Date of Award

Summer 2015

Document Type


Degree Name

Doctor of Philosophy (PhD)


Counseling Psychology

First Advisor

Edwards, Lisa M.

Second Advisor

Burkard, Alan W.

Third Advisor

Fox, Robert A.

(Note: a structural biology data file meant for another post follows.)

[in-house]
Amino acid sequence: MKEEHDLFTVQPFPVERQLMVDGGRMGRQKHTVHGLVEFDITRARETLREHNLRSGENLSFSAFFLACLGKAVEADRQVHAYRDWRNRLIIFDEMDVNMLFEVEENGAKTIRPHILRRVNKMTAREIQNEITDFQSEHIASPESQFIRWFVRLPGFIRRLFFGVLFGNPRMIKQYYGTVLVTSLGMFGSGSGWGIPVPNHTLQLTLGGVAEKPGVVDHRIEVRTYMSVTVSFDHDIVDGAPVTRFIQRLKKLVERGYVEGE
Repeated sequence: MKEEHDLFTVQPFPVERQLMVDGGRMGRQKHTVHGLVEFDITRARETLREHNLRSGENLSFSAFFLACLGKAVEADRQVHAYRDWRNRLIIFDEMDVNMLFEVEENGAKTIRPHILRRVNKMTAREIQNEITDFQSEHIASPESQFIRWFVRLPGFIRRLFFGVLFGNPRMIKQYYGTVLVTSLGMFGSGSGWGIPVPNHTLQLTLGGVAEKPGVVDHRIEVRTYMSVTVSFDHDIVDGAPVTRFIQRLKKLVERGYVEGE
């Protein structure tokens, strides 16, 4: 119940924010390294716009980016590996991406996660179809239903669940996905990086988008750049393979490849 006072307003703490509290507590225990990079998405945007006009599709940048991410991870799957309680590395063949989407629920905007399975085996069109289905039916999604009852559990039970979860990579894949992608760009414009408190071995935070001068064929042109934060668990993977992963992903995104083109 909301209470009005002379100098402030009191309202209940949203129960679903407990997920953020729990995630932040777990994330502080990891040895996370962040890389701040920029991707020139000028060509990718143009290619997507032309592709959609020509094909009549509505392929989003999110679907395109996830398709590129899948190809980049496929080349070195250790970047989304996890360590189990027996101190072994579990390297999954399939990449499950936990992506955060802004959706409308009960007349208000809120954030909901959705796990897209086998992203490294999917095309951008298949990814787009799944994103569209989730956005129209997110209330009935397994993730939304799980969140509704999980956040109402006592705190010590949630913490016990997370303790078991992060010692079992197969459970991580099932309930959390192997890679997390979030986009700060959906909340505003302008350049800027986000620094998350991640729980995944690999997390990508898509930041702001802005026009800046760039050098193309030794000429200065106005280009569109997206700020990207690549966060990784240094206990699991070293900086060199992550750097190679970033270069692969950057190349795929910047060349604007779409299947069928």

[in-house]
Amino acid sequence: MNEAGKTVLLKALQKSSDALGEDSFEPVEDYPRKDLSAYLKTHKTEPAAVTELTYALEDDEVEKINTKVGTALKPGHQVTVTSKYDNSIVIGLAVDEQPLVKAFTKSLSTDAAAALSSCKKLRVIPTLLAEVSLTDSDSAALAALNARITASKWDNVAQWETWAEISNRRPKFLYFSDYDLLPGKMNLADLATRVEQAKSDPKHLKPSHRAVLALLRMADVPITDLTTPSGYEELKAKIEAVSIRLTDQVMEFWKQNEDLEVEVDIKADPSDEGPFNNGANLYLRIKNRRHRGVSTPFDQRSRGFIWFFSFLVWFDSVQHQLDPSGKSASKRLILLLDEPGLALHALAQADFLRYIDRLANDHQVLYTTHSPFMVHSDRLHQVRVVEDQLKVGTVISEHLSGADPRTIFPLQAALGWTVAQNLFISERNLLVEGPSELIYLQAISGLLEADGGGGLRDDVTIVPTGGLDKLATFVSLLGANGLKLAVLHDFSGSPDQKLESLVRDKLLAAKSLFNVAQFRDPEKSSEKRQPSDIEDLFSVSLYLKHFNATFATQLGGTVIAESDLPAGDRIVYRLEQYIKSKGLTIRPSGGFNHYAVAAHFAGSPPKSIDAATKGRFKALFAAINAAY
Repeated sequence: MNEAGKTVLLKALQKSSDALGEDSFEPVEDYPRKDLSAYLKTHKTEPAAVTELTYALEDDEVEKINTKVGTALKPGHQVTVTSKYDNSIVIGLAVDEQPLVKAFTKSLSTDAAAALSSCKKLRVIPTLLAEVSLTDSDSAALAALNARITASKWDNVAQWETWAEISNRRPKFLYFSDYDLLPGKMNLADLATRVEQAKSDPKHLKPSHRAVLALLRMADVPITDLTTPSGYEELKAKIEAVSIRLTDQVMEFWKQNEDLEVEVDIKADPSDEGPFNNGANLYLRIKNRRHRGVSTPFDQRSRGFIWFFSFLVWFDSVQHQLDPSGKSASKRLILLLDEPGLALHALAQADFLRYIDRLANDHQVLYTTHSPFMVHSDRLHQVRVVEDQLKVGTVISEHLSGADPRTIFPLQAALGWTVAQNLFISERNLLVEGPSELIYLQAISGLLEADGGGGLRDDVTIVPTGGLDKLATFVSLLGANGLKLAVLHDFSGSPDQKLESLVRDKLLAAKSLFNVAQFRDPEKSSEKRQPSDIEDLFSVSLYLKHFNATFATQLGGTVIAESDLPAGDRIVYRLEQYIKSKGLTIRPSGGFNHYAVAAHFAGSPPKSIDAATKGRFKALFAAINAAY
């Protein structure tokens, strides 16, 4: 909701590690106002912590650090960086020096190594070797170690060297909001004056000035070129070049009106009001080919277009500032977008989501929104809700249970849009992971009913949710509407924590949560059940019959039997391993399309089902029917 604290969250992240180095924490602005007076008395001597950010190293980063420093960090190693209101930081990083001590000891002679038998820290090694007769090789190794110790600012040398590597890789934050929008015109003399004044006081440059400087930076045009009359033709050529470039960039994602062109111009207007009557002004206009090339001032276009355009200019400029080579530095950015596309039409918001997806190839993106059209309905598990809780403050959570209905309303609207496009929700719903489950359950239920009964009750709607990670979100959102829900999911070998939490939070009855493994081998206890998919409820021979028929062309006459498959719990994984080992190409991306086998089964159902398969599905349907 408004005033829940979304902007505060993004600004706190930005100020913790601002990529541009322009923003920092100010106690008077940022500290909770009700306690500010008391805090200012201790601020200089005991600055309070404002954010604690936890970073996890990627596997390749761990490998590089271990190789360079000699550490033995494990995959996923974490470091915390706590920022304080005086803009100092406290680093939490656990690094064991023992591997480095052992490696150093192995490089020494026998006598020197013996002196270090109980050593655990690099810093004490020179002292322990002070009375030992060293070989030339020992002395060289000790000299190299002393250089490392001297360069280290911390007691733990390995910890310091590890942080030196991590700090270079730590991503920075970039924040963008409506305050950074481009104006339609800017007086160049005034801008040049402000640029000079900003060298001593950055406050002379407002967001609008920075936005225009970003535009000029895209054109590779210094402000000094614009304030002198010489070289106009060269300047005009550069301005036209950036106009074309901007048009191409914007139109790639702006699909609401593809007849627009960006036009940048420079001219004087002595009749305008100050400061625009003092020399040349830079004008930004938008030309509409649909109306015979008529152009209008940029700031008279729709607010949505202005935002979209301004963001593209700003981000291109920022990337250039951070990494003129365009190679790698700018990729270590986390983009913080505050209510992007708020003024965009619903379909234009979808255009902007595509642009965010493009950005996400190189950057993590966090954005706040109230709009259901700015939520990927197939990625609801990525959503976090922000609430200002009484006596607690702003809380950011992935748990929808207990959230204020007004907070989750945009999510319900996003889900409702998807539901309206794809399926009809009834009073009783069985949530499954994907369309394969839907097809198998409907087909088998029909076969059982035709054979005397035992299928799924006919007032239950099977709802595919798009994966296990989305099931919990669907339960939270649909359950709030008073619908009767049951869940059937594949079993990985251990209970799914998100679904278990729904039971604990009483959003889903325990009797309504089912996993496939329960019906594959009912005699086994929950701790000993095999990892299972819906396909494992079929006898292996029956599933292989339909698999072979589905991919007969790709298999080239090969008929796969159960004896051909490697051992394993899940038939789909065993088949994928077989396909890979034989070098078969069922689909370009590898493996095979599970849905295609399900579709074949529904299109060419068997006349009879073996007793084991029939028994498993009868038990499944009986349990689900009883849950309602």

African American youth have historically been disproportionately affected by an array of environmental stressors that have put them at higher risk for poor adjustment outcomes (Adams III et al., 2003; Mcloyd, 1990). Despite their hardships, not all of these youth fall victim to negative environmental influences (Miller & MacIntosh, 1999). Many exceed expectations and their lives take positive trajectories that lead to positive adaptation (Hunter, 2012; Miller & MacIntosh, 1999). This positive adaptation in spite of significant risk is referred to as resilience (Cicchetti, 2010). While the importance of resilience has been well documented in European Americans, the majority of the scholarship on resilience has ignored African American youth. Therefore, little is known about the factors that contribute to resilience in this population. The literature has suggested that one source of resilience is the construct of hope (Ong, Edwards, & Bergeman, 2006). Hope, as conceptualized by C.R. Snyder (1991), consists of “a cognitive set that is based on a reciprocally-derived sense of successful agency (goal-directed determination) and pathways (planning to meet goals)” (p. 571). Hope has been linked to several positive outcomes in adolescents, but research focused on hope and African American youth is limited. Moreover, there are no published studies that have investigated hope as a resilience factor with African American youth. Therefore, more needs to be understood about how hope may support resilience in this population. The purpose of this study was to explore how resilient African American youth use hope in their lives. Grounded Theory research methodology (Strauss & Corbin, 1990) was used to analyze this construct from the perspective of African American high school students. Seventeen adolescents (5 male, 12 female) participated in individual interviews where they were asked to discuss goals as well as how they generated pathways and maintained movement towards their pursuits in the face of obstacles. Results revealed that participants used hope to: (a) facilitate academic and long-term goals, (b) formulate goals influenced by family role models as well as aspirations for an improved quality of life, and (c) call upon multiple support systems (e.g., family, friends, teachers) and use personal coping strategies (e.g., perseverance) to combat a variety of obstacles (e.g., racial discrimination, procrastination). Additionally, participants also offered ideas for other youth to reach their goals. Limitations of the study, as well as implications of the present study, and future directions for research are also discussed.